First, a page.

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Defense Policies

Formation and Development of Armenian Armed Forces


Political analyst

Noyan Tapan news agency, Armenia

The establishment of the Armenian Armed Forces began in the early 1990s, practically before the collapse of the Soviet Union. In 1989-1990 the Armenian leadership - as repre­sented by then speaker of parliament, later Ar­menia's first president, Levon Ter-Petrosyan and Prime Minister Vazgen Manukian - was alarmed by the scope of unauthorized military activities and took a number of steps to regain control over the situation. According to various esti­mates, the Armenian side had up to 5,000 troops involved in hostilities on the border with Azer­baijan and in Nagorno-Karabakh that were not under central Soviet control. One of the first steps was the formation of a special regiment of the Armenian Interior Ministry in 1990 that had up to 400 men. In early 1991, when the regi­ment was reorganized into four battalions, it al­ready had over 1,000 troops. At the same time, volunteers fighting on the border with Azerbai­jan were organized into six to eight battalions.

A special Defense Committee under the Arme­nian government was set up around that time. Parliament member Vagan Shirkhanian chaired the committee and Captain 1st rank Vaghar­shak Harutiunian, who became the Armenian defense minister in 1999-2000, was his deputy. The Committee was tasked with uniting all ir­regular formations and units of the Interior Ministry - the Interior Troops regiment, special purpose police units, etc - under one command within the framework of the Soviet political system and using government agencies. It had to pro­vide the forces with all necessary re­sources for conducting combat operations in the border zone and in Nagorno-Karabakh. In addition, the De­fense Committee leadership considered the pos­sibility that social and po­litical developments could lead to the collapse of the USSR, and consequently the escalation of hostilities in Na­gorno-Karabakh. Naturally, at least medium-term military planning was re­quired, as was se­rious preparation for possible escalations.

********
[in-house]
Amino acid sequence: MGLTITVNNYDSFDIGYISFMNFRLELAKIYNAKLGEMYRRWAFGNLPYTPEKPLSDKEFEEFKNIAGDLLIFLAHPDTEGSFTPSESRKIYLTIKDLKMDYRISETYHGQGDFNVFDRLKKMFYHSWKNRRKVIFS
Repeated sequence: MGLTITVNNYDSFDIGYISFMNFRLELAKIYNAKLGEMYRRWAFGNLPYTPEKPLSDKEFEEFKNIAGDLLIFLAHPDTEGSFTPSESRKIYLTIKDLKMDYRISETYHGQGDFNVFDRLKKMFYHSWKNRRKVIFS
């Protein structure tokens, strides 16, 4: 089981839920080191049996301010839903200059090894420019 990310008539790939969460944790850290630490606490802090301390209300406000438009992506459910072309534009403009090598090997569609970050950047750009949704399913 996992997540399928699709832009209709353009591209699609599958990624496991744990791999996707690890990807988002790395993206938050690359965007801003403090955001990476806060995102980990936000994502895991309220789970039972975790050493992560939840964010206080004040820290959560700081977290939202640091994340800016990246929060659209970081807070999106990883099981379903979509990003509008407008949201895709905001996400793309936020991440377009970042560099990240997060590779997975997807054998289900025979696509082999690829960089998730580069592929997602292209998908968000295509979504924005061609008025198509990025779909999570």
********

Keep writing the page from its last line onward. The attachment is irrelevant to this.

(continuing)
The Creation and Establishment of the National Armed Forces

After the collapse of the USSR, Armenia set up its  own  Defense  Ministry, headed  by  Vazgen

Sarkisian, the former chairman of the parlia­mentary defense and security commission. While the radical opposition demanded that former Soviet army property be nationalized/seized, the Armenian leadership chose to obtain the arms and materiel thorough negotiations with the military and political leadership of the CIS (Commonwealth of Independent States) and Russia. In the summer of 1992, Moscow trans­ferred the arms, ammunition and military hard­ware of two out of three motorized rifle divi­sions deployed on Armenian territory (15th and 165th) to Yerevan. Around the same time, the Conventional Armed Forces in Europe (CFE) Treaty imposed restrictions on Armenia as well as its neighbors in the former Soviet Transcau­casus. Each country in the region was allowed to have no more than 220 battle tanks, 220 ar­mored combat vehicles, 150 artillery systems, 100 combat aircraft and 50 multi-use combat helicopters.